Random thoughts on politics, current events, popular culture, and whatever else interests me.
Mark R. Whittington is a writer residing in Houston, Texas. He is the author of numerous works of fiction and nonfiction, including the novel of suspense Nocturne which he coauthored with his wife, Chantal, The Children of Apollo trilogy, The Last Moonwalker and Other Stories, Gabriella’s War, The Man from Mars: The Asteroid Mining Caper, and Why is it So Hard to Go Back to the Moon?
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Wednesday, April 30, 2008
William Ayers, that friend of Barack Obama, tried to kill John Murtagh one evening in 1970. Murtagh was nine years old.
Some residents of the Greek island of Lesbos are actually suing those other lesbians for the legal right to the name "lesbian."
Addendum: Residents of Greek Island of Lesbos Sue Greek Gay Group
Where in the world is Jack Bauer?
Senator Kay Baily Hutchison calls for a halt to the practice of burning food, in effect, in our gas tanks.
One of the things that is aggravating about the current return to the Moon effort and the Internet is that from time to time, one finds an anonymous person posting somewhere claiming (a) he is a NASA or aerospace engineer working deeply in the effort and (b) that the effort is dysfunctional. No journalist in the world with any ethics would accept such testimony as the basis of a story (and I know, that hasn't stopped some from still doing so.) Rand Simberg has found such a person and seems to accept his post at face value.
The excuse I keep hearing for people posting anonymously is that if they actually post under their own names their careers will suffer. My response would be if you really think that tens of billions of dollars are being wasted on a doomed program and if there are really many people working on it who think so, perhaps you should be a patriot and speak out anyway. I simply cannot accept postings that frankly could have been made by anyone who might or might not be who they say they are and might or might not have an agenda, hidden motives, or whatever.
The interesting thing about Joel Surnow being hired by Tom Cruise's prodco to develop a contemporary spy drama for the big screen is that he (Surnow) is none of the few out of the closet conseratives working in Hollywood. He is also very good at what he does, as witness 24.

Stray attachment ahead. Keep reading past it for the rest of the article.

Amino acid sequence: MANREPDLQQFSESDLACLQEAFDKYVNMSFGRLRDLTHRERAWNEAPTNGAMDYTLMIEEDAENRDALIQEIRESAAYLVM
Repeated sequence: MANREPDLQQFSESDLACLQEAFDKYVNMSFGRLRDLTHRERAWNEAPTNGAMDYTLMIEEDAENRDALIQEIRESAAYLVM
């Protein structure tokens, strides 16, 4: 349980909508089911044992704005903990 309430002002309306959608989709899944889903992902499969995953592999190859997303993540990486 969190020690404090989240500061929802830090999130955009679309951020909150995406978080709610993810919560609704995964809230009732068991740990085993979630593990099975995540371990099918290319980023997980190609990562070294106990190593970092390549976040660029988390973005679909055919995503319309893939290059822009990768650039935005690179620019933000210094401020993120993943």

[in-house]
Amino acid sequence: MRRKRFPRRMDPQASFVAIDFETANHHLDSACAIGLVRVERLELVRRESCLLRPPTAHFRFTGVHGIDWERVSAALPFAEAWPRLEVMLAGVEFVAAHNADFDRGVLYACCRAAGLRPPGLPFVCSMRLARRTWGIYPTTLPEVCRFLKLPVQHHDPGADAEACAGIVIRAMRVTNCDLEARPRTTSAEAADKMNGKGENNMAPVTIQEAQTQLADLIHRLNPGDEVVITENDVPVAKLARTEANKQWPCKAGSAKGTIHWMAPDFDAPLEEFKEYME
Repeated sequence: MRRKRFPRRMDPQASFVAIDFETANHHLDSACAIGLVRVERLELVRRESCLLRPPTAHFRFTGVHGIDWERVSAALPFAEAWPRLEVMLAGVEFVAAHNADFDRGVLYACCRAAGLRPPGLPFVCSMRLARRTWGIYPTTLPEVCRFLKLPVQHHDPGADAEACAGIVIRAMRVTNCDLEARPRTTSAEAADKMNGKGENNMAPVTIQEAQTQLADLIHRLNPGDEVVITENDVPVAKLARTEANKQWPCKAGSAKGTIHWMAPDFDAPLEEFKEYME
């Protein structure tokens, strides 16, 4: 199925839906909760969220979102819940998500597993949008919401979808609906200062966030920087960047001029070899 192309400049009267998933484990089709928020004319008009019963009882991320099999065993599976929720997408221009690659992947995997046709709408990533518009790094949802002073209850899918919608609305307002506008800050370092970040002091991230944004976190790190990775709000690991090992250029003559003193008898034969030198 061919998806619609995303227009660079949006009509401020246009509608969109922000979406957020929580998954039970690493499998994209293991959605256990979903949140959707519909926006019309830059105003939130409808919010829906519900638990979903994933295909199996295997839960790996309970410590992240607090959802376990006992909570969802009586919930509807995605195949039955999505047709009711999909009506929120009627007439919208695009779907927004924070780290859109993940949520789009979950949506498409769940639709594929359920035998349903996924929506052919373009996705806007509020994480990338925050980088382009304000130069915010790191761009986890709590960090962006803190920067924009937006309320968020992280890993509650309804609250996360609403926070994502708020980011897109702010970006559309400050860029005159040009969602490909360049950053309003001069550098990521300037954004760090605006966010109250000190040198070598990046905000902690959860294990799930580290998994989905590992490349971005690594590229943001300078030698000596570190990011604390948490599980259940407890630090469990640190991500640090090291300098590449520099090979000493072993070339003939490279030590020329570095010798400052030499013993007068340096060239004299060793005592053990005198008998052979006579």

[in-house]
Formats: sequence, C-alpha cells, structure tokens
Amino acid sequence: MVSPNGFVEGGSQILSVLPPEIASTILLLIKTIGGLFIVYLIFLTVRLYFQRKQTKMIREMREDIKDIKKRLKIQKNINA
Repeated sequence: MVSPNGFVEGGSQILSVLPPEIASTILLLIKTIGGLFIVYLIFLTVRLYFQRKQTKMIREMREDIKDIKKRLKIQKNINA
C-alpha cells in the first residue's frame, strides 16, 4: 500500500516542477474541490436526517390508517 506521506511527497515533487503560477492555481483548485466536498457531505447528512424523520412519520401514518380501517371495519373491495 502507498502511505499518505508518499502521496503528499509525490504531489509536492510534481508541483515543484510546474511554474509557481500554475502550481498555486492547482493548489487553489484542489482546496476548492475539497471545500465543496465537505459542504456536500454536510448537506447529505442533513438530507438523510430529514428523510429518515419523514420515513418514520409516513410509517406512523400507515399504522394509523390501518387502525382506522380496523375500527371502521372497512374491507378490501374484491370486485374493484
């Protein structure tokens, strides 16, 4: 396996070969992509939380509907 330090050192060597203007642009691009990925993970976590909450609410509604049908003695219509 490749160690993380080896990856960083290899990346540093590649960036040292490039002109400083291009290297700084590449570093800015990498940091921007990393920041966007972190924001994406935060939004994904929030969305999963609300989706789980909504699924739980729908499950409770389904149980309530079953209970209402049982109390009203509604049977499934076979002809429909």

Alan Boyle offers a well reasoned refutation of Ben Stein's somewhat turgid movie, Expelled, which apparently attempts to advance intelligent design. Boyle, however, uses an unfortunate term "Swiftboating" as a prejorative. The new verb refers to a series of ads by a group of former SwiftBoat crew members who had served with John Kerry, casting doubt on Kerry's fitness to be President. The charges of the group, which called itself Swiftboat Veterans for Truth, were dead on. But the left has used "swiftboat" as a term meaning "unfair attack" and has apparently succeeded in getting it into the commong lexicon.
The latest in the thrust oscillation story for the Ares 1.
Tuesday, April 29, 2008
Barack Obama regards the church that he has been attending for about twenty years and is shocked, shocked that there has been hating going on in there.
Some House members have dispatched a letter to the House leadership, bascially demanding an extra two billion for NASA. Notice the presence of one Ron Paul, who at times has suggested abolishing NASA, on the list of members.
Senator Bill Nelson suggests that Florida holds the key for influencing the next few years of space policy. I suggest that he might be on to something.
Days of Infamy by Newt Gingrich and William, Forstchen is now out. I have a review of the second in the alternate history series set in World War Two.
Monday, April 28, 2008
The latest story warning of Chinese ascendency in space if we don't watch out.
China's exploding economy is paying for the education of hundreds of thousands of engineers each year, they are acquiring less space technology from other nations and developing more of their own, and they appear committed to dominating the heavens.
Helping the blind to see through gene therapy.
Taylor Dinerman looks at the state of Reusable Launch Vehicle development.
Sunday, April 27, 2008
David Stokes comes across some strange history revisionism.
Has John McCain reversed himself on the propriety of going after Obama's relationship with Jeremiah Wright?
Saturday, April 26, 2008
The Presidential Candidates and an Alien Invasion
Back when Rudi Giuliani was still a Presidential candidate, a kid asked him what he would do as President in case of an alien invasion. The Rock of 9/11 did not hesitate to respond that he would fight them. One wonders how the other candidates would handle this threat.
Friday, April 25, 2008
Now here is a wonderful idea for setting up colonies on other worlds:
Here is an idea: Send battle-hardened, strong-minded soldiers and marines on the long trips into space. We are conditioned to live with the bare minimal (of) life’s necessities and are trained to be prepared for … the worst conditions that any environment could throw at us.